Iran Looks To Close More Deals But Oil Majors Are Cautious

By Gregory Brew – Jul 18, 2017, 9:30 AM CDT

Iran is on track to reach a major national milestone this year, if the nation’s oil spokesmen are to be believed. On Wednesday deputy oil minister Amir Hossein Zamaninia predicted oil production would reach 4 million bpd by the end of 2017, and certainly exceed that level by the end of the Iranian calendar year (March 2018).

Since international sanctions on its oil and gas industry were lifted in January 2016, Iran has managed to increase production to pre-sanctions levels, reaching 3.8 million in May 2017, the highest level in seven years. But 4 million bpd, long a national goal and symbolic of a full recovery, is now within reach. read more

Lawsuits rise against Big Oil

While Washington dithers, the courthouse could become the next battleground against climate change. San Mateo and Marin counties, along with San Diego County’s Imperial Beach, filed lawsuits Monday against 37 oil, gas and coal companies, accusing them of ramping up extraction of fossil fuels for decades even though they knew the resulting carbon pollution would have devastating effects on the planet.

To anyone who followed the long legal fight against Big Tobacco, the arguments have a familiar ring. The plaintiffs claim the defendants: read more

Kazakhstan and Eurasia new oil consortium in a multi-billion Caspian project

LONDON (TCA) — In a move presented as glorious and spectacular, oil companies from Russia (Rosneft), China (CNPC), Kazakhstan (Kazmunaygas), Azerbaijan (SOCAR) and Italy (Eni) have teamed up to form a consortium for the exploration and exploitation of what is expected to be a new “giant” located in the very heart of the northern Caspian tectonic structure. The project, if successful and market demand to remain unchanged, should prolong the position of Kazakhstan as a global-scale oil supplier from 2040 till 2080. The Kazakhs are committed to contribute in the order of a billion greenbacks each year from now to the project. No overall picture of the total price tag has been presented so far. read more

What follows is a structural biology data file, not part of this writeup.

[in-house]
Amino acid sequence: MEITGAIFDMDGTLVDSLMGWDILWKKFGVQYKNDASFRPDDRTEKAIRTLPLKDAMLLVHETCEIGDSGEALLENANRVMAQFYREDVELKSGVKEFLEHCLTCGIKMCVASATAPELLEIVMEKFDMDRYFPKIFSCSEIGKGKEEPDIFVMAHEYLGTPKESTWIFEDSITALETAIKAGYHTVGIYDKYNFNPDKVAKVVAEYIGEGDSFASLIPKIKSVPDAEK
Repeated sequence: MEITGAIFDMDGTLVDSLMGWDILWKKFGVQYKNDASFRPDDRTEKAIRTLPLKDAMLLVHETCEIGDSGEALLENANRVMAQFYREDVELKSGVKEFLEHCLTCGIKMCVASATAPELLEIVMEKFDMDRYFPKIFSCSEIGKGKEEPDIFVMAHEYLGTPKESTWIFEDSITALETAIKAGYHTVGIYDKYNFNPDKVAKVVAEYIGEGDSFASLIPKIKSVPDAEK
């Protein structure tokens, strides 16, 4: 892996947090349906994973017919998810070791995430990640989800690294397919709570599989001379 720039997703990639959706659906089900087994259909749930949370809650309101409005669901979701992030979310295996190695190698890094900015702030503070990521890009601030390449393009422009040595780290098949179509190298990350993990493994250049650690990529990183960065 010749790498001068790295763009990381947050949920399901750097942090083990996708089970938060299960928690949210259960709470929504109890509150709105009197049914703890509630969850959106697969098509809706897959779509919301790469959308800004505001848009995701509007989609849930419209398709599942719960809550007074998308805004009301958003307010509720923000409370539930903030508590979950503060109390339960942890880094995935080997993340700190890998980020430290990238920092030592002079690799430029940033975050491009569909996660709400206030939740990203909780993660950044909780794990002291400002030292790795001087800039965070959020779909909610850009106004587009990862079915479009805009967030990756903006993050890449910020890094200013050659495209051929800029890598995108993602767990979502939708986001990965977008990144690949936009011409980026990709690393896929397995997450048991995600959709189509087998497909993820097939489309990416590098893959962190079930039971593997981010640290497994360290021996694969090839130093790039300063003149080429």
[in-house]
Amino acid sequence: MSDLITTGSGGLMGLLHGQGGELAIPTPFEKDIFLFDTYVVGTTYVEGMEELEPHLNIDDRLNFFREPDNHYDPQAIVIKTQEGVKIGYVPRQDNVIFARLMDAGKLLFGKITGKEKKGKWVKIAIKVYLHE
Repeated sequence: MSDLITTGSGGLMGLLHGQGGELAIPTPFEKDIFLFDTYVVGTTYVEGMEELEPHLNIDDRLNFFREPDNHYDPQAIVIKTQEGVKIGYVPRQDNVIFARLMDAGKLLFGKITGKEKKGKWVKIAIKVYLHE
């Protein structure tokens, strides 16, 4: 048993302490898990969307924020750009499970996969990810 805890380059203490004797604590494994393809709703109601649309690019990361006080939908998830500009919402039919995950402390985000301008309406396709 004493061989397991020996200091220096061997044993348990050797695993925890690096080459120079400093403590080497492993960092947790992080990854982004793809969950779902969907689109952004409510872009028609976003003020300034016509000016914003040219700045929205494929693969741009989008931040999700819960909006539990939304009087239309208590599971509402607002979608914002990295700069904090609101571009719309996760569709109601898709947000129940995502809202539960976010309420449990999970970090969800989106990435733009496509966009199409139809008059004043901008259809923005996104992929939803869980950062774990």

Royal Dutch Shell: Talking The Talk, But Walking The Walk?

: July 12, 2017

Summary

  • CEO Ben van Beurden reinforces Shell’s readiness to play its part in achieving Paris agreement targets, but execution on this goal unclear.
  • Shell to acquire Texas company MP2 Energy, which has renewable energy and demand response focus.
  • Shell endorses Task Force on Climate-related Financial Disclosures report.

There is massive change happening in the transition from fossil fuels to renewable energy in the power and transport industries. While the major oil and gas companies have acknowledged the change, apart from Total (NYSE:TOT) there is little indication that other oil companies Exxon Mobil (NYSE:XOM), Chevron (NYSE:CVX) or BP (NYSE:BP) have concrete plans to change quickly. Here I consider whether Royal Dutch Shell (NYSE:RDS.A)(NYSE:RDS.B) is getting serious about the change.

All of the oil and gas majors are under pressure, but Shell is particularly challenged as its debt has blown out due the acquisition of BG Group for $50 billion. A key part of the next steps involves debt reduction through divestment. The BG investment could prove problematic as the world is awash with new LNG projects coming on stream. For the last 3 quarters it could pay its high dividend (6.9%) from free cash flow, but this was in an environment where the Brent price was $54/barrel. This can’t continue if the oil price stays where it is now. So it is a pretty challenging time for Shell. read more

Oil majors face downgrades if crude prices don’t pick up: S&P

JULY 12, 2017

LONDON (Reuters) – Big oil firms would face increased credit rating downgrade pressures if crude prices stayed below $50 a barrel on average until the end of 2018 and they did not compensate by cutting costs, S&P Global said on Wednesday.

S&P currently has downgrade warnings – or negative outlooks in rating agency parlance – on ExxonMobil XOM.n, Chevron Corp (CVX.N) and Total (TOTF.PA), while the other so-called ‘majors’ include Royal Dutch Shell (RDSa.L) and BP (BP.L). read more

Oil Majors Face Ratings Cuts Amid Weak Recovery, S&P Global Says

Exxon Mobil Corp., Chevron Corp. and other oil majors could see their credit ratings slashed again if they fail to cut costs and reduce their growing debt loads in the next year, according to an S&P Global Ratings report.

The world’s largest drillers failed to take advantage of high prices during the boom years before 2014 to repay debt, according to the report published on Tuesday. Instead they embarked on costly investments in new projects and dividends, leaving them unprepared for the painful downturn that ensued. read more

It’s a world of worry for oil companies

By Ryan Maye Handy: 8 July 2017